Before starting high school, one of 10-year-old Grace’s biggest challenges will be learning to balance her glasses on two matching ears, having spent most of her life with only a single ear.

Grace was born a non-identical twin at 29 weeks with anotia (absent ear) and aural atresia (absent ear canal), which meant she was missing the entire ear on her right side. As a baby, she was also diagnosed with hemifacial microsomia, where the facial tissue is underdeveloped and ipsilateral facial palsy, which causes weakness of the facial muscles.

Since birth she has been treated by multiple specialist services, including a multidisciplinary craniofacial clinic, microtia clinic, plastic surgery, ENT (ear, nose and throat), ophthalmology, audiology, speech pathology and children’s oral health services.

Grace’s mum Debbie explains that her condition has never held her back.

“She’s a really resilient girl, she has always just taken everything in her stride,” Debbie said.

“When doctors suggested she was ready for an ear reconstruction, it was her decision to go ahead with it.”

This decision saw Grace become the first person in Queensland to receive a custom 3D-printed ear reconstruction in December 2020. The external framework for her new ear, which is made from a medical-grade porous polyethylene, was designed using 3D photography and a CT scan to create a mirror image of her opposite ear that was carefully modified to suit the differences between each side of her face.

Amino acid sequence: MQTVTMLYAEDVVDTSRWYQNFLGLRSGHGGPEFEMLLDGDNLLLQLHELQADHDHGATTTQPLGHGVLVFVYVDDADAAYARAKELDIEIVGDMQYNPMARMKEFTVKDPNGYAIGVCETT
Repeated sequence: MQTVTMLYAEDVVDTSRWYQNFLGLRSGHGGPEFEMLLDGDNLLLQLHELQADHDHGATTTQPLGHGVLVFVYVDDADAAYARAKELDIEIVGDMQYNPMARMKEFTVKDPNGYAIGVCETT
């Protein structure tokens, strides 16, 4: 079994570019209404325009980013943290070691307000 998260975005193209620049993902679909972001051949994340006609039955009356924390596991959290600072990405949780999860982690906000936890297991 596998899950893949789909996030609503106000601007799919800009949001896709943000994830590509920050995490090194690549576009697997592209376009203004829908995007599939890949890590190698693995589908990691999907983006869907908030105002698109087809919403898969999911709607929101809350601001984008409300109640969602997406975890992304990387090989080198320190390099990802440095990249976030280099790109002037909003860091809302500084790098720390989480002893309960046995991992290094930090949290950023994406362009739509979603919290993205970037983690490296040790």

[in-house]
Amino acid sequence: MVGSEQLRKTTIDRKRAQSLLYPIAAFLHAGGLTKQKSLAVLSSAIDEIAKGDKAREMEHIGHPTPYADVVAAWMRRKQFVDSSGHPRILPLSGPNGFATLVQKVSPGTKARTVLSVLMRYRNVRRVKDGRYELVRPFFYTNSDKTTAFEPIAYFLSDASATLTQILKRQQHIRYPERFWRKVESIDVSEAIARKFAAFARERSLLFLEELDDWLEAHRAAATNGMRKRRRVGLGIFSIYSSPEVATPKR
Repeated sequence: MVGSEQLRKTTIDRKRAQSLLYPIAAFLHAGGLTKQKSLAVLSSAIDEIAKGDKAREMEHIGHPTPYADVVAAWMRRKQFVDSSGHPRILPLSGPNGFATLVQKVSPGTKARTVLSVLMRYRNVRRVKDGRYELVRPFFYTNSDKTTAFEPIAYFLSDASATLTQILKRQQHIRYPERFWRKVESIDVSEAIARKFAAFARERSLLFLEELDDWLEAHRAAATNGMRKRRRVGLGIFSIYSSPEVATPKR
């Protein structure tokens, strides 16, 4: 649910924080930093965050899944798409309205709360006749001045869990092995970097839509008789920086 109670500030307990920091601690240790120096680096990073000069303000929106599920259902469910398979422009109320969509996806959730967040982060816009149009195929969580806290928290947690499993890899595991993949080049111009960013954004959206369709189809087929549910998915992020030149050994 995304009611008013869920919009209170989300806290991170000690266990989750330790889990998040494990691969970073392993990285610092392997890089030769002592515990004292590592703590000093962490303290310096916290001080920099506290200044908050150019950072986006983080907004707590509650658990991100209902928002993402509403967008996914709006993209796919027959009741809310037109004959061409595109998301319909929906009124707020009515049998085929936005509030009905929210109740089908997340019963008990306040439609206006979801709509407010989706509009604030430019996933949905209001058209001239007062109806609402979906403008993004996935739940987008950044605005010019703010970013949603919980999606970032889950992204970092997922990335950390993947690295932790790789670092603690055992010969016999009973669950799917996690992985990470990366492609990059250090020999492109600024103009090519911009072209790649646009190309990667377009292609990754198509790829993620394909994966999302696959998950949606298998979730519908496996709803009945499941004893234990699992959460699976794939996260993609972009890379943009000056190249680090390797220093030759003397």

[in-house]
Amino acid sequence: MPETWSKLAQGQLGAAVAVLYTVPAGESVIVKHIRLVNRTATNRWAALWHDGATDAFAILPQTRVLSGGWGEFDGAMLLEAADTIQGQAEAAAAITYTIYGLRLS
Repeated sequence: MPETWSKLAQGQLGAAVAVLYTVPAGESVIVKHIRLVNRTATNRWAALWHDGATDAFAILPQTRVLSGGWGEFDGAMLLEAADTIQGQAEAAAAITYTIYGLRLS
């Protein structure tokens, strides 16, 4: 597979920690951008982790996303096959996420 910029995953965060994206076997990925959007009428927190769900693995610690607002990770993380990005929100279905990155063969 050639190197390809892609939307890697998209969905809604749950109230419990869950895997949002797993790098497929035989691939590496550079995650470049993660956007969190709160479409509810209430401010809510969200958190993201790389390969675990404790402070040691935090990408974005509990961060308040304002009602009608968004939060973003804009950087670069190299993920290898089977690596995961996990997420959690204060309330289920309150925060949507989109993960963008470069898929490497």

“After surgery she was a bit reluctant to look in the mirror at first, she didn’t think it would actually look like a real ear,” Debbie said.

“But all she could say was ‘wow’, it looked so different.”

During the 12-hour procedure at the Queensland Children’s Hospital, a bone-anchored hearing device was also placed under her scalp to give her a permanent solution to assist her hearing. Previously, she needed to wear a soft headband to hold her hearing aid in place so that sound waves could be transported through the bone to her hearing side.

Debbie said she hopes Grace’s new ear will help her confidence as she gets older.

“While the kids at her school have always known her with one ear, and never treated her any differently, when she starts high school next year she will be meeting lots of new people and I think having two ears will help her to feel like she fits in,” Debbie said.

Grace continues to see specialists at hospital every two weeks, and it’s likely she will have further surgery when she is older to help improve the symmetry of her right jaw.